The German authorities have seized a Bitcoin wallet with 1,700 BTC valued at around USD 60 million at the current price. However, the wallet owner refuses to cooperate in revealing the password.
The seizure came after an investigation into covert crypto-malware installations over two years ago. The cheater at the heart of the storm has since served his sentence. But he remains silent on this matter.
Public prosecutor Sebastian Murer noted that the fraudster may have lost the password. In either case, the authorities have no way of accessing the Bitcoin funds.
“Maybe he doesn’t know. We asked him, but he didn’t say it.”
Bitcoin trading for much less than two years
In 2019, when the man was convicted of fraud, Bitcoin was valued much less than it is today. Throughout the year, the price of BTC ranged from $ 3.5,000 to $ 13.6,000.
Source: BTCUSD on TradingView.com
But since the third quarter of 2020, a parabolic surge has led to a massive price hike for the number one cryptocurrency. The deceiver’s illicit gains turn from a small fortune into a king’s ransom.
Now that the convicted fraudster is a free man, authorities have made sure that he cannot access the Bitcoin funds. However, details of how this will be enforced will not be disclosed.
There are many types of cryptocurrency wallets, including hot and cold wallets, and a variety of providers.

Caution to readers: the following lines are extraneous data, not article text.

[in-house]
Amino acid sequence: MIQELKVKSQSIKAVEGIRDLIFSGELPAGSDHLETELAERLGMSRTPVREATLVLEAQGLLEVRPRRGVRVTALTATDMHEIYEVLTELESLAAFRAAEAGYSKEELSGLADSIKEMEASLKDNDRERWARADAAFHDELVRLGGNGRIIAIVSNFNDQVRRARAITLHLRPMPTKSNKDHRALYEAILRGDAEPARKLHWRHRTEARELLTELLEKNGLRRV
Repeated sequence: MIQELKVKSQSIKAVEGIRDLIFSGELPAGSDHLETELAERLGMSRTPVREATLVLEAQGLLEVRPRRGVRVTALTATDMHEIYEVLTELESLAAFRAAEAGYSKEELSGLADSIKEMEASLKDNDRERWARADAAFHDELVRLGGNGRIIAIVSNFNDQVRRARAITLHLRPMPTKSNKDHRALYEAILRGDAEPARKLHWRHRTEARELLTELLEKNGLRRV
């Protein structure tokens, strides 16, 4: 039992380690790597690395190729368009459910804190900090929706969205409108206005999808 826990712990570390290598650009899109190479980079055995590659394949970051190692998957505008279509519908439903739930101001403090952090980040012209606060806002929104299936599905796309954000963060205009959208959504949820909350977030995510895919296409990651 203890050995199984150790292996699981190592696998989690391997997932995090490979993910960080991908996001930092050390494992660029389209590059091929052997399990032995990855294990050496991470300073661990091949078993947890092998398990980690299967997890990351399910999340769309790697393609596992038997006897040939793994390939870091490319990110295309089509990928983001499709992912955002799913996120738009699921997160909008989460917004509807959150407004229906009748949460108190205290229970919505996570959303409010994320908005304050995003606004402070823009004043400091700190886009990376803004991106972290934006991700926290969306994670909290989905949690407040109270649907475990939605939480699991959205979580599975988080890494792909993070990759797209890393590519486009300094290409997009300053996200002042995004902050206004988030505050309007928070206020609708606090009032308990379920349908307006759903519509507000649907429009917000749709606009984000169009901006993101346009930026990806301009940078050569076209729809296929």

Technically, Bitcoin is not stored in a wallet. Instead, the wallet corresponds to a private key that contains address transaction information on the blockchain and access to the funds.
Typically, users can recover a modern wallet using a 12-word passphrase, which in turn can be accessed with a password. Security-conscious users have the option of remembering both the passphrase and the password. Private keys can also be stored outside of a wallet provider’s system.
However, tragedy can occur in cases where the user loses or forgets an item.
Former Ripple CTO loses passwords on 7k BTC wallet
Former CTO at Ripple Stefan Thomas made headlines a few weeks ago after it was discovered he had lost the password for his wallet containing 7,002 Bitcoin.
To make matters worse, Thomas had his private key saved on an IronKey self-destructing USB drive. This device will erase the contents of the drive after ten failed password attempts. He has already tried to guess the password eight times.
Thomas had written the password on a piece of paper and then lost the paper.
Despite defying the situation, the effect on his mental well-being has been detrimental. The incident has sullied his feelings about cryptocurrency. In particular, he feels bitter about the tagline promising the freedom to be your own bank.
“This whole idea of being your own bank – let me put it this way, do you make your own shoes?” he said. “The reason we have banks is because we don’t want to deal with all of the things banks do.”
In many ways, the German authorities’ failure to crack the security of the Bitcoin wallet gives credibility to the room.
However, you should be aware that once the malware scammer has their wallet information, there is nothing they can do to prevent them from accessing the funds.